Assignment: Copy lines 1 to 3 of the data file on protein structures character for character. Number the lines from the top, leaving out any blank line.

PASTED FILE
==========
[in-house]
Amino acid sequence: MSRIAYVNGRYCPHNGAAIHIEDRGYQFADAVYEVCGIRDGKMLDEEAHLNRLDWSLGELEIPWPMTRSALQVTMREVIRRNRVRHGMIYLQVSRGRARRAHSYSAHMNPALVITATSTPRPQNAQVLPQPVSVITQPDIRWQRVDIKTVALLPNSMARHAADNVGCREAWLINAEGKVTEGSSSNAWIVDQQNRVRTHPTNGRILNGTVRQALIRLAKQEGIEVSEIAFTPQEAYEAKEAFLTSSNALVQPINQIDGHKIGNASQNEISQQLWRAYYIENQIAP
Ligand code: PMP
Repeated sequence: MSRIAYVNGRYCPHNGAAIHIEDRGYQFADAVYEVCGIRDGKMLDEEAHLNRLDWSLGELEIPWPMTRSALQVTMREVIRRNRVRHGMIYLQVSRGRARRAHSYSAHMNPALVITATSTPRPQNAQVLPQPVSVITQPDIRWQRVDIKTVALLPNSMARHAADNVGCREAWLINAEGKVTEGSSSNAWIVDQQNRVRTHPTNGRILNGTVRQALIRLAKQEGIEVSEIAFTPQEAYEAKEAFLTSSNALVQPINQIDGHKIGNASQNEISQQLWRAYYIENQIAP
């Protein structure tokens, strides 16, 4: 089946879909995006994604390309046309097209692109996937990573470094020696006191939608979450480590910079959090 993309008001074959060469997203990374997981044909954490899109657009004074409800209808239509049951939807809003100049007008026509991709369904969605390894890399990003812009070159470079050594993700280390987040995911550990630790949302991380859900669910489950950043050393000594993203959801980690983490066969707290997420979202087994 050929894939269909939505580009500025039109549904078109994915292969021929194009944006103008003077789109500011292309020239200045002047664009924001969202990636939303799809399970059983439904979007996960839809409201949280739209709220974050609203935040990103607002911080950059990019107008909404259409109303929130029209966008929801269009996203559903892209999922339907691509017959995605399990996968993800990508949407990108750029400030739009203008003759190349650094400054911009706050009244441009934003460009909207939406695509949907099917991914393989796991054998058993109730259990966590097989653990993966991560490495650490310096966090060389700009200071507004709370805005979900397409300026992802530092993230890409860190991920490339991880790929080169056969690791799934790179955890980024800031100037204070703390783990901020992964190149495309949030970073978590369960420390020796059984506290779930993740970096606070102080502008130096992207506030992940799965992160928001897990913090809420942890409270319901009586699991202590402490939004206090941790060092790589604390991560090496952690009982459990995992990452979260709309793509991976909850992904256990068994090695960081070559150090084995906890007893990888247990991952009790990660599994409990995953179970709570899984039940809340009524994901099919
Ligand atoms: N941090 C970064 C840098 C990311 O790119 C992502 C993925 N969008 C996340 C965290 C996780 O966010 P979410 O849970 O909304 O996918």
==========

[in-house]
Amino acid sequence: MSRIAYVNGRYCPHNGAAIHIEDRGYQFADAVYEVCGIRDGKMLDEEAHLNRLDWSLGELEIPWPMTRSALQVTMREVIRRNRVRHGMIYLQVSRGRARRAHSYSAHMNPALVITATSTPRPQNAQVLPQPVSVITQPDIRWQRVDIKTVALLPNSMARHAADNVGCREAWLINAEGKVTEGSSSNAWIVDQQNRVRTHPTNGRILNGTVRQALIRLAKQEGIEVSEIAFTPQEAYEAKEAFLTSSNALVQPINQIDGHKIGNASQNEISQQLWRAYYIENQIAP
Ligand code: PMP